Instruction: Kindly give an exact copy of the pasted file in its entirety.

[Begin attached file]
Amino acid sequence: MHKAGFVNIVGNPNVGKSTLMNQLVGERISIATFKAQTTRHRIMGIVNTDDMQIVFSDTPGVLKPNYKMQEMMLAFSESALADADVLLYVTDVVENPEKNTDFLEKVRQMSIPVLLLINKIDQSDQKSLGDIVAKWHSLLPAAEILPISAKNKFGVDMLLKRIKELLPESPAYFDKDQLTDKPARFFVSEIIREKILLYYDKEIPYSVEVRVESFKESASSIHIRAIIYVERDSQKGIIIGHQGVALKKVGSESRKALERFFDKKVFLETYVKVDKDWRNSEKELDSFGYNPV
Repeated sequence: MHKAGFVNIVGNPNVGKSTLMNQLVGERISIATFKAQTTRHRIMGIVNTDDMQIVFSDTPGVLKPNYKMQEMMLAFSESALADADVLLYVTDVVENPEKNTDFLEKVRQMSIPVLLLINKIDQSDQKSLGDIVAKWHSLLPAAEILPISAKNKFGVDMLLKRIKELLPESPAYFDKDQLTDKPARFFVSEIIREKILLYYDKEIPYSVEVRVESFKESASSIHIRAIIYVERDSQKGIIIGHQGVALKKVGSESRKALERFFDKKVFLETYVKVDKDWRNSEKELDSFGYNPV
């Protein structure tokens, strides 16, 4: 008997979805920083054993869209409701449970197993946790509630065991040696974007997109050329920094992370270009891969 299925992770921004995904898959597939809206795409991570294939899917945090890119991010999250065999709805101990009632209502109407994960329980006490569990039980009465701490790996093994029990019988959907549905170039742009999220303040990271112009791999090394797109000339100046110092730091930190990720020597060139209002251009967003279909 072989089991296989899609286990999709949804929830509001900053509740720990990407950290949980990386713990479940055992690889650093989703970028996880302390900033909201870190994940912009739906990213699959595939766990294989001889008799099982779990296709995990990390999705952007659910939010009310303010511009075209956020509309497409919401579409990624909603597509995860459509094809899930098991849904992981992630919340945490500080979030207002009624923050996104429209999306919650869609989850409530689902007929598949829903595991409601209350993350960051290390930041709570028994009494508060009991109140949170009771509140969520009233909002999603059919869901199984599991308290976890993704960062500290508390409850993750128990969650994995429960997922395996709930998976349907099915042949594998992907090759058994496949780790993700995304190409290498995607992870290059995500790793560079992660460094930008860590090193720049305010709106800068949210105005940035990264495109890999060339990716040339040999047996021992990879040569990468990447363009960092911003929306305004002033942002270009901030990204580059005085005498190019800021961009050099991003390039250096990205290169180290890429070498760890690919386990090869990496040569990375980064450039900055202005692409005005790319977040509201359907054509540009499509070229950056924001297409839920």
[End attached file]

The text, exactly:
Amino acid sequence: MHKAGFVNIVGNPNVGKSTLMNQLVGERISIATFKAQTTRHRIMGIVNTDDMQIVFSDTPGVLKPNYKMQEMMLAFSESALADADVLLYVTDVVENPEKNTDFLEKVRQMSIPVLLLINKIDQSDQKSLGDIVAKWHSLLPAAEILPISAKNKFGVDMLLKRIKELLPESPAYFDKDQLTDKPARFFVSEIIREKILLYYDKEIPYSVEVRVESFKESASSIHIRAIIYVERDSQKGIIIGHQGVALKKVGSESRKALERFFDKKVFLETYVKVDKDWRNSEKELDSFGYNPV
Repeated sequence: MHKAGFVNIVGNPNVGKSTLMNQLVGERISIATFKAQTTRHRIMGIVNTDDMQIVFSDTPGVLKPNYKMQEMMLAFSESALADADVLLYVTDVVENPEKNTDFLEKVRQMSIPVLLLINKIDQSDQKSLGDIVAKWHSLLPAAEILPISAKNKFGVDMLLKRIKELLPESPAYFDKDQLTDKPARFFVSEIIREKILLYYDKEIPYSVEVRVESFKESASSIHIRAIIYVERDSQKGIIIGHQGVALKKVGSESRKALERFFDKKVFLETYVKVDKDWRNSEKELDSFGYNPV
């Protein structure tokens, strides 16, 4: 008997979805920083054993869209409701449970197993946790509630065991040696974007997109050329920094992370270009891969 299925992770921004995904898959597939809206795409991570294939899917945090890119991010999250065999709805101990009632209502109407994960329980006490569990039980009465701490790996093994029990019988959907549905170039742009999220303040990271112009791999090394797109000339100046110092730091930190990720020597060139209002251009967003279909 072989089991296989899609286990999709949804929830509001900053509740720990990407950290949980990386713990479940055992690889650093989703970028996880302390900033909201870190994940912009739906990213699959595939766990294989001889008799099982779990296709995990990390999705952007659910939010009310303010511009075209956020509309497409919401579409990624909603597509995860459509094809899930098991849904992981992630919340945490500080979030207002009624923050996104429209999306919650869609989850409530689902007929598949829903595991409601209350993350960051290390930041709570028994009494508060009991109140949170009771509140969520009233909002999603059919869901199984599991308290976890993704960062500290508390409850993750128990969650994995429960997922395996709930998976349907099915042949594998992907090759058994496949780790993700995304190409290498995607992870290059995500790793560079992660460094930008860590090193720049305010709106800068949210105005940035990264495109890999060339990716040339040999047996021992990879040569990468990447363009960092911003929306305004002033942002270009901030990204580059005085005498190019800021961009050099991003390039250096990205290169180290890429070498760890690919386990090869990496040569990375980064450039900055202005692409005005790319977040509201359907054509540009499509070229950056924001297409839920």